While initially the new loan limits stipulated in the HERA were set to take effect in January 2009, financial strains in the credit market delayed congressional implementation until now. The loan limits beginning on Oct. 1 will be in effect until Dec. 31, 2011. The floor loan limit in low cost areas will stay at $271,050 for one-unit properties, while the ceiling limit in high housing cost areas will change from $729,750 to $625,500, or 115 percent of the median house price (whichever is lower).

The new loan limits will take effect in the highest cost metropolitan areas in the country, which amounts to 669 counties out of the 3,234 total in the U.S. in which the FHA insures home loans. According to the FHA, loans in these areas accounted for about three percent of loans granted last year. Any loans insured by the FHA before Oct. 1, 2011 will not be affected by these new limits, including streamline refinance loans. Limits in Hawaii, Guam, the Virgin Islands and Alaska are higher than in other areas because of higher construction costs.


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FHFA Sues 17 Financial Institutions for Toxic Mortgage Securities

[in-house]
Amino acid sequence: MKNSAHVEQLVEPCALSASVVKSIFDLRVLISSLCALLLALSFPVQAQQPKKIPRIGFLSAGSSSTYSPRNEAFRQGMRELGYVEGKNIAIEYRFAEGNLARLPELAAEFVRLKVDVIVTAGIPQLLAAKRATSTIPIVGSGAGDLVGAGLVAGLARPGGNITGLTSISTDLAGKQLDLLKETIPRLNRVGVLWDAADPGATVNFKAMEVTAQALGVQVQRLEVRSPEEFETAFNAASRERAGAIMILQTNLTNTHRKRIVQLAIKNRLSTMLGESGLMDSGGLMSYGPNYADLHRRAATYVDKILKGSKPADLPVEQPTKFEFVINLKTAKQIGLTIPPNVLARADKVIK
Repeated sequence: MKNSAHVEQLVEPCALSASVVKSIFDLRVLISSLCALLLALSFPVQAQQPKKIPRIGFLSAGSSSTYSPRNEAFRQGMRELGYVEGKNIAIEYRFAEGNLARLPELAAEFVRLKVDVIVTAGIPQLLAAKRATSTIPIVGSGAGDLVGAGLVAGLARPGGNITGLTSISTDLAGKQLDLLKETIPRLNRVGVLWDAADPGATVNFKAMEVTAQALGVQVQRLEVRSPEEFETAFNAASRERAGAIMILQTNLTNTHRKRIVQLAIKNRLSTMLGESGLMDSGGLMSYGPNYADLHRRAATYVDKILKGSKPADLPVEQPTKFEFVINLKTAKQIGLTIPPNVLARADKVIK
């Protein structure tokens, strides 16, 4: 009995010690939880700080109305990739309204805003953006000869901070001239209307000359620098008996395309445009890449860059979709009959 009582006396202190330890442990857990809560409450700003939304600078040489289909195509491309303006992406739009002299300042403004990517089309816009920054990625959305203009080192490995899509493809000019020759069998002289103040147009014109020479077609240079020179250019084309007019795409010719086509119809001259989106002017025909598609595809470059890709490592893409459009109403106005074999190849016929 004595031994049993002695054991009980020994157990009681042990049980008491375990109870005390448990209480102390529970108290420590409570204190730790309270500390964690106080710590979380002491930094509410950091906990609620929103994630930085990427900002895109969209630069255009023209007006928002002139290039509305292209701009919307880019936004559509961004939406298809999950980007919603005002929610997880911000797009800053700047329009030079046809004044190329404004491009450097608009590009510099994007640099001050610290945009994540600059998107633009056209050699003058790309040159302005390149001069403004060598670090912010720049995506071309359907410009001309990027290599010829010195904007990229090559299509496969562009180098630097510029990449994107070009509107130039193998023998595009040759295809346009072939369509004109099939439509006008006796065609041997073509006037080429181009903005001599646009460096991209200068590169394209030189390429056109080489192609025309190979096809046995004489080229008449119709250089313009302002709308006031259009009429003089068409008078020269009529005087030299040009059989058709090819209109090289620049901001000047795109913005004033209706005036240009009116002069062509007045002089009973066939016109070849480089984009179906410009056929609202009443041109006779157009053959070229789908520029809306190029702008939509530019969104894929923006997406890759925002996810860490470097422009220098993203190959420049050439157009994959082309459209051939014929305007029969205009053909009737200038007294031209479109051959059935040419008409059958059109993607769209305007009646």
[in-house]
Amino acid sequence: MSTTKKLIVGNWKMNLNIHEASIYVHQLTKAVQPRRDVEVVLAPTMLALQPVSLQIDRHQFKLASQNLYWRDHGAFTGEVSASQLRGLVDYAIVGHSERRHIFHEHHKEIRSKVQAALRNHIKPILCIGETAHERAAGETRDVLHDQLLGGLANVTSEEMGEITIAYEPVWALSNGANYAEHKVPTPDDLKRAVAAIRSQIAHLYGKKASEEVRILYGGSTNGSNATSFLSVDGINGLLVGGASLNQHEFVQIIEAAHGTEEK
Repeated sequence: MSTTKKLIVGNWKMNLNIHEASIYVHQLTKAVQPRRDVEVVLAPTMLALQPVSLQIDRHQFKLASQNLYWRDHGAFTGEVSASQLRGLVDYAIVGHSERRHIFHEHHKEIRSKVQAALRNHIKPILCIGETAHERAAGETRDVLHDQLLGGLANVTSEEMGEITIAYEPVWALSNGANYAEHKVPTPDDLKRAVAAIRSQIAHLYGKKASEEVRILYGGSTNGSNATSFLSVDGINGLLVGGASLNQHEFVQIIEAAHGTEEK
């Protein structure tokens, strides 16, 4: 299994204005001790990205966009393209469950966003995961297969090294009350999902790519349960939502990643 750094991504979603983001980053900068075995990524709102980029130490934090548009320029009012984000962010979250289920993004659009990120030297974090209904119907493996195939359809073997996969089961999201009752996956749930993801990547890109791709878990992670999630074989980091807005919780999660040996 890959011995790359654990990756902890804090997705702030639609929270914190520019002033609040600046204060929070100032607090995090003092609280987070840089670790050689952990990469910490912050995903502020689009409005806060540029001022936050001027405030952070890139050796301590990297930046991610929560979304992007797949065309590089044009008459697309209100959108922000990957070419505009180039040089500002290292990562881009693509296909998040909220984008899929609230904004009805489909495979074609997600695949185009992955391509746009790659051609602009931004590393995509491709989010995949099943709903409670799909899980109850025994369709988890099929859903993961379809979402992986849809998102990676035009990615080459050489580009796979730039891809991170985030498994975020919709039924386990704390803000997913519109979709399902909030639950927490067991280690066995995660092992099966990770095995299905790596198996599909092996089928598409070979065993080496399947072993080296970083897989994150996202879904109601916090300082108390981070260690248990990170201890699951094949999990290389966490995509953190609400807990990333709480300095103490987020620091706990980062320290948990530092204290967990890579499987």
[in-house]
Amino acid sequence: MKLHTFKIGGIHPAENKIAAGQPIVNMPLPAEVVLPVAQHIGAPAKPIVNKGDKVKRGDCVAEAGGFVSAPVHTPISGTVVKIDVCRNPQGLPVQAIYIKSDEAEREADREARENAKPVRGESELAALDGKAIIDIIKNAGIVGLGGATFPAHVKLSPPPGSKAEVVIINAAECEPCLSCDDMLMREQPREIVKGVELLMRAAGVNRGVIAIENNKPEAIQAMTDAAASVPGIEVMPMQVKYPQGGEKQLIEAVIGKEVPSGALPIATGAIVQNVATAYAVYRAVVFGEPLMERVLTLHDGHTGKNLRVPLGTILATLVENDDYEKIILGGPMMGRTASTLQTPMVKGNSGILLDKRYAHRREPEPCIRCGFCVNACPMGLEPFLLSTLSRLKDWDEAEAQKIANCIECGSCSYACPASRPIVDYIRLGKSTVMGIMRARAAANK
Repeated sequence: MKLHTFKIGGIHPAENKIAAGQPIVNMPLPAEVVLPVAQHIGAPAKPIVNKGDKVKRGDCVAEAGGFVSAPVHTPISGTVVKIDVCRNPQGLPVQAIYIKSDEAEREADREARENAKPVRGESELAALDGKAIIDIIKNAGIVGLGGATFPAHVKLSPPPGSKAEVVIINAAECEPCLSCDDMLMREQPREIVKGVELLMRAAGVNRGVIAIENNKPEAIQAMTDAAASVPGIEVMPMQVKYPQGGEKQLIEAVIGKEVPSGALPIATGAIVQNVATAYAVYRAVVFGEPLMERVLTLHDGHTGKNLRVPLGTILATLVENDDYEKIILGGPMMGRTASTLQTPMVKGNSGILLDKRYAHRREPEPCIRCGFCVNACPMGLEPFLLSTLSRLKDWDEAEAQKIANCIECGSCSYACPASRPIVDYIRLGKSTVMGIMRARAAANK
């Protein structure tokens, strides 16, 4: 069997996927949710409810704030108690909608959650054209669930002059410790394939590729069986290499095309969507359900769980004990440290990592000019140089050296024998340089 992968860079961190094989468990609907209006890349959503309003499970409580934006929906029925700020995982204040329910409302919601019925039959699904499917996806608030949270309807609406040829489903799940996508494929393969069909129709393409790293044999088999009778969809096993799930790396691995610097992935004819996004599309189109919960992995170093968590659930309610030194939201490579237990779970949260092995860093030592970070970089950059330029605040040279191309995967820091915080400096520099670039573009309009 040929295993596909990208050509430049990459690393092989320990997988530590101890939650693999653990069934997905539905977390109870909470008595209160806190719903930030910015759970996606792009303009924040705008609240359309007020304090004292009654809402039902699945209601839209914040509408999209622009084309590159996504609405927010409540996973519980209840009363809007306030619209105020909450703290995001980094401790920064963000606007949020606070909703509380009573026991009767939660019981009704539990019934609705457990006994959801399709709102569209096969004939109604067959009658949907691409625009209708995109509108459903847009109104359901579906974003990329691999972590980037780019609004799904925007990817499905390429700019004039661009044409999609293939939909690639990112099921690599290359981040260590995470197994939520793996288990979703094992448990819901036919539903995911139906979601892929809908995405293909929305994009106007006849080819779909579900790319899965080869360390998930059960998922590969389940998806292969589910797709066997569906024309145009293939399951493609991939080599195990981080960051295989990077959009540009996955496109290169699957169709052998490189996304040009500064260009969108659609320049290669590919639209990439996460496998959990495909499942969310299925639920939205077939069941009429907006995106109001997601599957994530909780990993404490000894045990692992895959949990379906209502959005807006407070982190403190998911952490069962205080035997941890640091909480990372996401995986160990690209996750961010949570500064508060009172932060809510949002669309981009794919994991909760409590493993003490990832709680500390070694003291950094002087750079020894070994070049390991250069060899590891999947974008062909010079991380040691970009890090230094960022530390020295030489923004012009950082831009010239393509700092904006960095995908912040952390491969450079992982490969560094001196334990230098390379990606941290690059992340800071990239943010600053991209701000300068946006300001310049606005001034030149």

September 9, 2011 – After the housing market collapsed in 2008, many subprime mortgage-backed securities issued by U.S. financial firms became toxic, causing major losses for Fannie Mae and Freddie Mac. Taking action on Friday, Sept. 2, the Federal Housing Finance Agency (FHFA), which oversees Fannie and Freddie, filed a suit against 17 firms for alleged violations of federal securities laws and common law in sales of subprime mortgage-backed securities.

Among the 17 institutions facing these allegations are Bank of America Corporation, Citigroup, Inc., Goldman Sachs & Co. and JP Morgan Chase & Co. The suits indicate that the toxic securities Fannie Mae and Freddie Mac purchased from these entities totaled almost $200 billion in losses, although this number does not represent the amount of compensation the FHFA is seeking. It has not yet announced an amount for its compensation, saying that “actual recoveries will be determined based on filings by the parties, evidence and judicial findings.”